Nashville lost songwriting legend Hank Cochran ("I Fall to Pieces," "She's Got You," "A-11") this year, but he long ago achieved immortality on the wall of Tootsie's Orchid Lounge, perhaps the true country music hall of fame. As essential to Nashville's music history as tears and whiskey are to country music, Tootsie's celebrates 50 years as the little honky-tonk formerly known as "Mom's" with a show both worthy of and indebted to its celebrated history. Kris Kristofferson, Terri Clark, Mark Chesnutt and Little Jimmy Dickens all take to The Ryman stage to pay tribute, in song and story (and sometimes both), to Lower Broad's most famous and inspirational dive. Post-show VIP packages are available at www.tootsies.net. Nov. 7 at The Ryman. steve haruch
Next Big Nashville
In its fifth year, Next Big Nashville — Music City's answer to South by Southwest — raises its national profile another notch, with a clutch of buzzy headliners the likes of Yeasayer, Wavves, Javelin, A Place to Bury Strangers, The Hood Internet and The Ponys leading the way for the usual — if somewhat smaller and more selectively booked — bevy of locals, among them The Protomen, Daniel Pujol, Meghan Shahnaz Kabir and Katie Herzig. On the conference side of the festival-and-conference coin this year, Leadership Music Digital Summit, having joined forces with NBN for '10, will be assembling industry panelists ranging from Tim Westergren, of the streaming-music service Pandora, to Lady Gaga manager Troy Carter. Sept. 29 – Oct. 2 at venues throughout the city.
NBN's not the only festival and conference in town this autumn: The International Bluegrass Music Association's World of Bluegrass convenes Sept. 27 – Oct. 3, featuring workshops, jam sessions and performances from some of mountain music's best — including The SteelDrivers, Cherryholmes, The Grascals and more — and an awards show hosted by Jerry Douglas and Cheryl and Sharon White Sept. 30 at The Ryman.
The Nashville Jazz Workshop kicks off their jazz party of the year on Sept. 26 with their 10th annual NJW Jazz Party & Fundraiser at Limelight. Catch performances from mainstays Lori Mechem & Ritmos Picantes, with powerhouse chanteuse Annie Sellick headlining, and bid on tickets, artwork and fine dining during the night's live and silent auctions.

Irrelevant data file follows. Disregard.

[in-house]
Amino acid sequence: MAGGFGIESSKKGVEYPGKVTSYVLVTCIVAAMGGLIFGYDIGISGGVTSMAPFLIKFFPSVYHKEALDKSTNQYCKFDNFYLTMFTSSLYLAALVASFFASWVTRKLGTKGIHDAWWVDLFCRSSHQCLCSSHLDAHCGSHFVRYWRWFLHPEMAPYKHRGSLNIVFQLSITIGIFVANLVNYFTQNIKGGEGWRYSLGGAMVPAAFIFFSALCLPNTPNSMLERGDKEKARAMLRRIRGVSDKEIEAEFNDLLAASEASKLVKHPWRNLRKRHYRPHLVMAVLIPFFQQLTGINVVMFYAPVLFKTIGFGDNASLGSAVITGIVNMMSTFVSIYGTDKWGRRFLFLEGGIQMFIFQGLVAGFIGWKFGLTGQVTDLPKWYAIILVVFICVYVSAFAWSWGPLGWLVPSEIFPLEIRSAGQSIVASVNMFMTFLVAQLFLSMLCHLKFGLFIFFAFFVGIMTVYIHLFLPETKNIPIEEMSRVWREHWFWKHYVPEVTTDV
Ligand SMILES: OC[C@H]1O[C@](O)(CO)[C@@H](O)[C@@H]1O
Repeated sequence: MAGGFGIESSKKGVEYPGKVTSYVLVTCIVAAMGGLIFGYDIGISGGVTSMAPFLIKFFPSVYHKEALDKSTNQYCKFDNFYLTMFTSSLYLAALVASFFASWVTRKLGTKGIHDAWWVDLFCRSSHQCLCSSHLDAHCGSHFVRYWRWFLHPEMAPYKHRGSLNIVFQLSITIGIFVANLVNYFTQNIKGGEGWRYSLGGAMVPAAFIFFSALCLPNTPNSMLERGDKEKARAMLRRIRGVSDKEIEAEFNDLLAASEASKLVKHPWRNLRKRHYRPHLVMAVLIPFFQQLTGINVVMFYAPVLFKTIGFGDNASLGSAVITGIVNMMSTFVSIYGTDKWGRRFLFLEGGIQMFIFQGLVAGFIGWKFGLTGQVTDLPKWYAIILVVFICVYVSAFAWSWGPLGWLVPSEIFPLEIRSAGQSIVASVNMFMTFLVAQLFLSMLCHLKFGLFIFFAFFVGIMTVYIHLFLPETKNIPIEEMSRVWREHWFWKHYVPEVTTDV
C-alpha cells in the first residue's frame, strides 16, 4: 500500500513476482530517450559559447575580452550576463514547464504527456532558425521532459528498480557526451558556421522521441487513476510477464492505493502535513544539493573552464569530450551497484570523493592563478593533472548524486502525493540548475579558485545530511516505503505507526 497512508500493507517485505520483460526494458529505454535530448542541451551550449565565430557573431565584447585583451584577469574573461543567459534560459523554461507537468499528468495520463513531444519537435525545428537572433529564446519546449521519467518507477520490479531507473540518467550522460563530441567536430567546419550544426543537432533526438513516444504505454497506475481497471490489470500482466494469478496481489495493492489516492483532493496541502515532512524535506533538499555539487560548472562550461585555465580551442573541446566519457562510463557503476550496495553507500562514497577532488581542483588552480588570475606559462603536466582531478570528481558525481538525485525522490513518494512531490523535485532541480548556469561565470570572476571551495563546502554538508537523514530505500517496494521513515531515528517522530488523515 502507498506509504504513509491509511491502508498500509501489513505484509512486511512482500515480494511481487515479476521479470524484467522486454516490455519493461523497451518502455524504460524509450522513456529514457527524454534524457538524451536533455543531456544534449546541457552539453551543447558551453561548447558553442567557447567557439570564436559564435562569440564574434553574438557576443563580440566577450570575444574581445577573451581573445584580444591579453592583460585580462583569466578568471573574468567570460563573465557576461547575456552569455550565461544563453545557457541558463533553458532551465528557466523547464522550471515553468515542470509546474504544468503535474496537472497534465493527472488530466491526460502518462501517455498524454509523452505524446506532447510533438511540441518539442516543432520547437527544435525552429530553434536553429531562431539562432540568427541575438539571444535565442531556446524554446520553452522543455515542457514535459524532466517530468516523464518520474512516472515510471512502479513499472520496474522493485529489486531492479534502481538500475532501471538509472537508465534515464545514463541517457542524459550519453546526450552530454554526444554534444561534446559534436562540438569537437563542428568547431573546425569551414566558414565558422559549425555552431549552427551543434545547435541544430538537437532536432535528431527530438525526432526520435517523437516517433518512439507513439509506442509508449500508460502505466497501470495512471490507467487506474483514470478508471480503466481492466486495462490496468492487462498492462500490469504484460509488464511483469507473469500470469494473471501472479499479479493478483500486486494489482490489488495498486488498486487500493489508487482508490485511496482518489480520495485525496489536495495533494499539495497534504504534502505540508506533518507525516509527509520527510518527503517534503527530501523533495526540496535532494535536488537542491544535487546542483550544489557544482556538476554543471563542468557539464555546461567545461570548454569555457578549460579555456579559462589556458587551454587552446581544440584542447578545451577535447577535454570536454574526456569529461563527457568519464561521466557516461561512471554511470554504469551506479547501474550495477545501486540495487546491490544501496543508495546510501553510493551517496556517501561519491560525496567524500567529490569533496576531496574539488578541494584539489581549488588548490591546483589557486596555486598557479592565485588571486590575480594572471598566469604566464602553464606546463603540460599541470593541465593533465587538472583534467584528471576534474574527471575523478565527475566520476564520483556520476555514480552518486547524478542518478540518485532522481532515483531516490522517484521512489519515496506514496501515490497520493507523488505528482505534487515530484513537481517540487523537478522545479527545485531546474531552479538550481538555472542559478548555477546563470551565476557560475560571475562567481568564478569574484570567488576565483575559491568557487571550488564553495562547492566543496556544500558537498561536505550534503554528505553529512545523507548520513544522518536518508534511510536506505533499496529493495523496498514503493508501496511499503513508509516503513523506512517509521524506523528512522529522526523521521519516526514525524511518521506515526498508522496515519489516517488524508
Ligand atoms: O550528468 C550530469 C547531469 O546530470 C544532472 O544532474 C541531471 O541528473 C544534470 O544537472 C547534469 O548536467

And while Nashville's rock show crowd has grown accustomed to living in a drive-around city in a fly-over state, watching so many bands skip us over, fall 2010 brings a hearty assortment of touring acts to local stages:
Black Rebel Motorcycle Club roll into Exit/In with their psychedelic garage-blues Oct. 3, the same night The National and white wine-sipping frontman Matt Berninger hit The Ryman with their cerebral, allusive songs.
Led by dynamo Emily Haines, Canadian indie rockers Metric visit The Cannery Ballroom Oct. 13.
Snoop Dogg, B.o.B. (inviting speculation about a Hayley Williams cameo) and Passion Pit play Vanderbilt's Commodore Quake Oct. 22.
Dutch indie stalwarts Bettie Serveert, who have neither slowed nor weakened since their ebullient debut Palomine way back in 1992, hit Exit/In Oct. 23 — their latest, Pharmacy of Love, plays like a clinic in indie-rock charm.
The hypnotic, damaged sounds of Blonde Redhead, played with wonder-twin powers by Amadeo and Simone Pace and fronted by the piercingly charismatic Kazu Makino, come to Mercy Lounge Oct. 27.
Enigmatic singer Bradford Cox and Atlanta mischief-mongers Deerhunter arrive at Exit/In Nov. 10, with Deakin (of Animal Collective fame) in tow.
What do you call a bunch of Bad Seeds gone even badder? Why, Grinderman, of course. Nick Cave & Co. release their second album this week, and bring their feral blues to Mercy Lounge Nov. 19.
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